Joanna Weiss wanted us to think about who we are and who we can be. The question was how—with everyone in such a hurry, how could she help readers examine their own lives from another point of view? It had to be entertaining, relevant, focused, funny, insistent …
“I lay awake at night in a cold sweat,” Weiss says. “But then, I took the job knowing that was part of it—to figure that out.”
Her mainstream digital magazine, Experience, launched officially with a TV event in Boston on Thursday. Experience is co-producing two episodes of “Stories from the Stage,” a live storytelling event that airs on WGBH’s World channel, and will feature stories from the magazine’s writers.
Amid our media climate of tribalism, polarization, and denial of universal realities, Experience aims to take us on little retreats, to revel in the wisdom of intimate strangers for a few minutes at a time. A comedian bombs on stage. A wife manages the conflicts of her husband’s military career. A program designer describes his career in artificial intelligence.
Highly personal stories are told from a point of view that invites us to relate to them. They encourage a sense of transformation. What happened in someone else’s past is now happening to you. The noun of experience turns into the active verb.
“I want it to be about the richness of experience and what it taught you,” says Weiss. The goal is for an audience of readers to be enlightened, entertained, and inspired.
With so many traditional media companies struggling to survive, a new generation of magazines is being launched by nonprofits. Northeastern, a world leader in experiential learning, is the publisher of Experience.
“We were thinking about what the heart and soul of Northeastern is,” says senior vice president for external affairs Michael Armini, by way of explaining the magazine’s title. “If you look at our learning model, and even the way we approach research, the common thread is the power of experience.”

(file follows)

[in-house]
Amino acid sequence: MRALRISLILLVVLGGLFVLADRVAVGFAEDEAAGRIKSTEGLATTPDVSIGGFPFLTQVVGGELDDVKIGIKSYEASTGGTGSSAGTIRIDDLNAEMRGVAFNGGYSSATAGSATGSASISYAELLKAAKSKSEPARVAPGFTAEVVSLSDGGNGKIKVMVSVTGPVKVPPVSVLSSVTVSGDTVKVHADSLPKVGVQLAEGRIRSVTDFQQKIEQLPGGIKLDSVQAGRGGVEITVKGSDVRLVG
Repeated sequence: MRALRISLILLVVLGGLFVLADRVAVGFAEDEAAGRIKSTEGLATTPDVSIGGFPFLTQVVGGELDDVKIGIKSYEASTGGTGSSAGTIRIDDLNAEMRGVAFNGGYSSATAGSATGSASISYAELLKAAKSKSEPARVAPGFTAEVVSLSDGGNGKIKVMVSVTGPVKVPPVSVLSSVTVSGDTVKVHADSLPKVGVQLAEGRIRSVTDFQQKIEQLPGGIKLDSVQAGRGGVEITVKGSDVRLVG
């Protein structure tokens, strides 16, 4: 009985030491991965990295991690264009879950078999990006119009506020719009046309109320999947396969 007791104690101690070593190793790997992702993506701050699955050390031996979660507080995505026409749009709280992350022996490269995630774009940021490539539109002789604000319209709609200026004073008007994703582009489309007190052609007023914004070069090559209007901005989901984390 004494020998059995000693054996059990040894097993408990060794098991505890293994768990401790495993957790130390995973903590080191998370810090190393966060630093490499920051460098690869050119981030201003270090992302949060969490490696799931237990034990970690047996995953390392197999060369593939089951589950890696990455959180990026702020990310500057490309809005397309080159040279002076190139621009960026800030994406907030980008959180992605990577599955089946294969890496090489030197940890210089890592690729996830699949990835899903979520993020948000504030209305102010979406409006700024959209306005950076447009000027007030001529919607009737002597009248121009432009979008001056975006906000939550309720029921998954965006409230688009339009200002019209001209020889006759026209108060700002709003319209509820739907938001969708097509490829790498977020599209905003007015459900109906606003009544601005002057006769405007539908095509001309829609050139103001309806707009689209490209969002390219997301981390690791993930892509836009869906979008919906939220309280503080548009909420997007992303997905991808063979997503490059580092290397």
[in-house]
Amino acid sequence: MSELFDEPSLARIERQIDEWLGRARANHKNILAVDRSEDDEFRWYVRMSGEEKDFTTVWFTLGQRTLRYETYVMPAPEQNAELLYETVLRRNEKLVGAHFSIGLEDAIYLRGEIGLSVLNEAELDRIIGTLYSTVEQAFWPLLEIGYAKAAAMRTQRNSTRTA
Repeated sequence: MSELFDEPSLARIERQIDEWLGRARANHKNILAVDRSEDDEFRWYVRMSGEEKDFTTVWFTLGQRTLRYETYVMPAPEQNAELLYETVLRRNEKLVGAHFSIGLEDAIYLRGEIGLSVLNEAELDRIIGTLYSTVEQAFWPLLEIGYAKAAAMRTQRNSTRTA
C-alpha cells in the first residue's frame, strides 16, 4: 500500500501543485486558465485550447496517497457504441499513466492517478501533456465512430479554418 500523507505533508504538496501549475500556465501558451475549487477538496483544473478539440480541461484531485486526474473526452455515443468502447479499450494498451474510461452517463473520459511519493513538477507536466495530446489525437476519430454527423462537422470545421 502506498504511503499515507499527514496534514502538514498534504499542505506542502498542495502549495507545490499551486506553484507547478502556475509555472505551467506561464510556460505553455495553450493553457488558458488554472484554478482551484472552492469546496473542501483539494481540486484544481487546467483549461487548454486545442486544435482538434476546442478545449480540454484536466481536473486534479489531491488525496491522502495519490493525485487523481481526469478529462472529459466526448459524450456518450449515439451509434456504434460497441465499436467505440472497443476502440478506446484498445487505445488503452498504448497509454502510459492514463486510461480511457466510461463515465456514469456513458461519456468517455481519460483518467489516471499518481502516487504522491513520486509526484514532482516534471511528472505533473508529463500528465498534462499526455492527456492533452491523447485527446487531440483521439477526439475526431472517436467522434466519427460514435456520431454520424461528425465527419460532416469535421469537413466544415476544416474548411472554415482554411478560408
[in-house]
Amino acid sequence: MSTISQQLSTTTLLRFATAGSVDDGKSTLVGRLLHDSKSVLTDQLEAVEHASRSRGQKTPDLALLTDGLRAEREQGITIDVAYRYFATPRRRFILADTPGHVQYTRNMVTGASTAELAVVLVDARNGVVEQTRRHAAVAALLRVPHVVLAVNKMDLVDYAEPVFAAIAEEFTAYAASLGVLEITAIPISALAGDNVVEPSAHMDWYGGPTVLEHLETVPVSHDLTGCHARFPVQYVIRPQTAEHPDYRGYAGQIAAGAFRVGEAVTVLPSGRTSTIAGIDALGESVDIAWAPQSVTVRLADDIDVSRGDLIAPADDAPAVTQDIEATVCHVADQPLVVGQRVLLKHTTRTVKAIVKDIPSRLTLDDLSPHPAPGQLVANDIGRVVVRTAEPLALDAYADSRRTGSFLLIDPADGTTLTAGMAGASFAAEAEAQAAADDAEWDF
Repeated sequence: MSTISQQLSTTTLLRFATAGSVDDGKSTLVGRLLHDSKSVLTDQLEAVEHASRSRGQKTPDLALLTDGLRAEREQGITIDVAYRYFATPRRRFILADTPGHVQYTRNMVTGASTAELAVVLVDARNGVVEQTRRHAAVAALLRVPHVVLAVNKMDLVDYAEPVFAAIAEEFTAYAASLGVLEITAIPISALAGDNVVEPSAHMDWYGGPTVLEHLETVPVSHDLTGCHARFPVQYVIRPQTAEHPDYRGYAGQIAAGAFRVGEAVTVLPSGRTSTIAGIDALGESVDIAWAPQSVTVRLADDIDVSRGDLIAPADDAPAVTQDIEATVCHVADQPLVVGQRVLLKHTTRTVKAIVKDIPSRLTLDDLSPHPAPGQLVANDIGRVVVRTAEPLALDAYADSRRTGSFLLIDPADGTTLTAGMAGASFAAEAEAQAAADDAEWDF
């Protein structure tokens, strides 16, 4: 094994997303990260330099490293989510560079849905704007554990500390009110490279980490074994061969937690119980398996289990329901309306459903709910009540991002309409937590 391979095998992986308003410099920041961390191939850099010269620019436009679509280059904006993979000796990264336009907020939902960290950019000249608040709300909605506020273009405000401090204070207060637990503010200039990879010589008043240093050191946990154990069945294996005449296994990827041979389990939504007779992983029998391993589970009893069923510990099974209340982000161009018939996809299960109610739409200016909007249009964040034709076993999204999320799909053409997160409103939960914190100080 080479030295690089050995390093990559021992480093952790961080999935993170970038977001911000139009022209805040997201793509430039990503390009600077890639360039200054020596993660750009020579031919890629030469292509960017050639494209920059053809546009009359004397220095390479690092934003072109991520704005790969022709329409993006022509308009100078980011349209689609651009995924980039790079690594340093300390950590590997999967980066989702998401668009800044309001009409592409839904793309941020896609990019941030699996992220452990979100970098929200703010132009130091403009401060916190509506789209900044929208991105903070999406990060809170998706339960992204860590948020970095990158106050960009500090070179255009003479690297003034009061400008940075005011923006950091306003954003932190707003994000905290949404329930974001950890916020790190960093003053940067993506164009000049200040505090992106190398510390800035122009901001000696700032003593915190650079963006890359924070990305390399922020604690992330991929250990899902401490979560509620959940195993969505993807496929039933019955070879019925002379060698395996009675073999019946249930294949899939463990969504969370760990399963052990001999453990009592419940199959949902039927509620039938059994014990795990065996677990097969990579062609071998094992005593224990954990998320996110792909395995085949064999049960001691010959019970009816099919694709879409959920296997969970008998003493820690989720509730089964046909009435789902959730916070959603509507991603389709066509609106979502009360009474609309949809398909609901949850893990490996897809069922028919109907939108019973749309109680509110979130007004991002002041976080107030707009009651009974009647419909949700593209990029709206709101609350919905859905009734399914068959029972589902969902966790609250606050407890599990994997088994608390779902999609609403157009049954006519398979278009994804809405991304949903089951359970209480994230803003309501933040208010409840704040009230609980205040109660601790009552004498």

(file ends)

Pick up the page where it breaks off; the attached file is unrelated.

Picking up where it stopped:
The search for an editor-in-chief led him one year ago to Weiss, the former Boston Globe columnist who had gone on to successfully launch a healthcare magazine. Her initial months at Northeastern were spent trying, day and night, to rein in the colossal subject.
While plotting through dozens of concepts by way of hundreds of story ideas, she worked with Northeastern journalism professor Dan Zedek, a veteran designer, to frame her ideas visually. Michael Workman was hired in May as design director, and is responsible for establishing the mood for each page. Schuyler Velasco, who had covered a variety of subjects for The Christian Science Monitor, came on as senior writer. Along the way Weiss was building a stable of contributors.
“I think launching a magazine today is like opening a high-end restaurant, which is you will live and die on the quality of what you produce,” says Armini. “That’s it. Nothing else matters as much as the quality.”
In these early days, the magazine’s title is itself an invitation to readers—to experience the development of this new voice that accounts for all perspectives and yet is disciplined in its standards. An enduring first impression is drawn by a video of shimmering water that accompanies the story of a 57-year-old conquering her fears and learning to swim. The water is mesmerizing and inviting. It is a simple image that stays with you long after the story has been read.
“Jump in” is the motto of Experience. That’s what Weiss did one year ago, when she had no idea what she was getting herself into. It turns out to be surprising, exciting, and altogether welcoming. The water is fine.